Re: Comparison of philosophical languages
|From:||Eamon Graham <robertg@...>|
|Date:||Thursday, January 23, 2003, 11:38|
First, I haven't really been following this thread, so I apologise
if my question has already been covered (I'm interested in
philosophical languages and I like the idea of an IAL but I'm not
involved in either and wouldn't have anything new or clever to
add). Anyway, here's my question:
Why is "Koran" minadi = "proper noun political religious
publication." While some of the Koran does, in fact, deal with the
political situations of the Prophet's time and gives certain rules
for the political and civil order, I could argue that it is less
political in nature than the Bible "proper noun wet religious
Perhaps "Koran" should be something like "proper noun |Koran|
religious publication" with "Koran" being borrowed into the
language's "native" phonology as closely as possible. I think most
people will get the idea.
If the "wet" in Bible refers to baptism, which I may be wrong about,
then perhaps it should be "Christian Bible" and not simply "Bible."
Keep in mind that Mandaeans also baptise and they do it every day -
making them much more wet than Christians. :) "proper noun medical
religious organization" for the Jehovah's Witnesses reminds me more
of the Christian Science movement than the Jehovah's Witnesses.
As an Irish Lutheran (Church of Sweden) I'm naturally curious about
what "Lutheran" would be in Ygyde.
I think "noun opposite religious person" for atheist might not be
exact enough either.
The word for "religion" itself might be a problem too as it is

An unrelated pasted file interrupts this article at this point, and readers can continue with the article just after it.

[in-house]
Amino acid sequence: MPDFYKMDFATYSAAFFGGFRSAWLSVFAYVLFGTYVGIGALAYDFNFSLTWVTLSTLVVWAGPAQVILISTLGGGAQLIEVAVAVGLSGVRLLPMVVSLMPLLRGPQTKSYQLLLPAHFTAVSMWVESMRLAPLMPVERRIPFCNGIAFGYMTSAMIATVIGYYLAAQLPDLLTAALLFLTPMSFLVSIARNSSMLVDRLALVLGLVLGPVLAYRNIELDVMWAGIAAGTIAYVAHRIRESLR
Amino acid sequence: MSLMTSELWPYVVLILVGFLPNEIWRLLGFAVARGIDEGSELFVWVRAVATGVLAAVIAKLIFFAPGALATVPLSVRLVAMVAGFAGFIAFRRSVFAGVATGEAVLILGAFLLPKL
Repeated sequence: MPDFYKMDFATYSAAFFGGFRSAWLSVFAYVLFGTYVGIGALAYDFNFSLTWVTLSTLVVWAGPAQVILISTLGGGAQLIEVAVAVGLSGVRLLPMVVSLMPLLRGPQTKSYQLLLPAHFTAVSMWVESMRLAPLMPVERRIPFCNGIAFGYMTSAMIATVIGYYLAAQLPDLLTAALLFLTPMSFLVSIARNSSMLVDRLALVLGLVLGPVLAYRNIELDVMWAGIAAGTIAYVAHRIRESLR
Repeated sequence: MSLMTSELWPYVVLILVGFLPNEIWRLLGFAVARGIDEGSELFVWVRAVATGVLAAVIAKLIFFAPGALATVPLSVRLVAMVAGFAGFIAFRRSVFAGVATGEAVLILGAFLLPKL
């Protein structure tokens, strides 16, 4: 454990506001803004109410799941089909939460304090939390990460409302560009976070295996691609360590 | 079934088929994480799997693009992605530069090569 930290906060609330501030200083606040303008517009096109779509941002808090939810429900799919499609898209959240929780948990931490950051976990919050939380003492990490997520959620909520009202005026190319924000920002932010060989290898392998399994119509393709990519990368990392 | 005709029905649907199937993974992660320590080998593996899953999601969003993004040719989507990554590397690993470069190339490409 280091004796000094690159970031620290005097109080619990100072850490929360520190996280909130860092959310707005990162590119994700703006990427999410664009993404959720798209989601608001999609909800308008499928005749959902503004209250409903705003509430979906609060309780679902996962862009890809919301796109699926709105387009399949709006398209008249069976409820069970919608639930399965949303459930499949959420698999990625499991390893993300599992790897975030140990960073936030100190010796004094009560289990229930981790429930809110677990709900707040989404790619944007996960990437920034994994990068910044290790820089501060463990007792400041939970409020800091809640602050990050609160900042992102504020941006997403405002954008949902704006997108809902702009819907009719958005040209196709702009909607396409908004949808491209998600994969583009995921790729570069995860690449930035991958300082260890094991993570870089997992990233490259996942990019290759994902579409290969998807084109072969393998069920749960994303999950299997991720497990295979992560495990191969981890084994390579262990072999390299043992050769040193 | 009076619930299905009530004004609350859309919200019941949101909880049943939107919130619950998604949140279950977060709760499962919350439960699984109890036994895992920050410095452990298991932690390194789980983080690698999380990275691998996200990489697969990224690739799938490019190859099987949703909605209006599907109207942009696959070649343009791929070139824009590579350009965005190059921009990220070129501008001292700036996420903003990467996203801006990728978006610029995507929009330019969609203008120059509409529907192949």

self-referential: noun religious organization. What is religion?
In Lutheran theology, for example, we make a distinction between
religion and faith, and organization may have little or nothing to
do with it. Faith can be quite personal and non-organized.
Buddhism, for example, is "proper noun philosophical religious
organization" but in my experience Buddhism is not organized in the
way that, for example, Catholicism is, being much more individual
and personal (yes, there is social interaction of course and
corporate activities but not under the authority of a highly
centralised organization that speaks for all of Buddhism).
I think a problem might be that every person under the sun is going
to have a different idea of what something might or might not be -
very often coloured by personal beliefs, prejudices, or
experiences. "Communist" for those who used to live under the
regimes of Eastern Europe and the Soviet Union quite justifiably
means "noun hungry political person" but that would not be the
_philosophical_ definition of the word. It could very well mean an
activist for the poor and starving.
Anyway, I enjoy a lot of your compositions, balloon for example:
"noun lightweight happy ball" - I like stuff that's happy. Like
cake "noun happy foam food" - I love it.
At any rate, obviously a lot of work has gone in to Ygyde and I
think its very nicely put together and presented. I'm not
intelligent enough to have anything groundbreaking to add or suggest
but I will be looking at your pages with close interest in the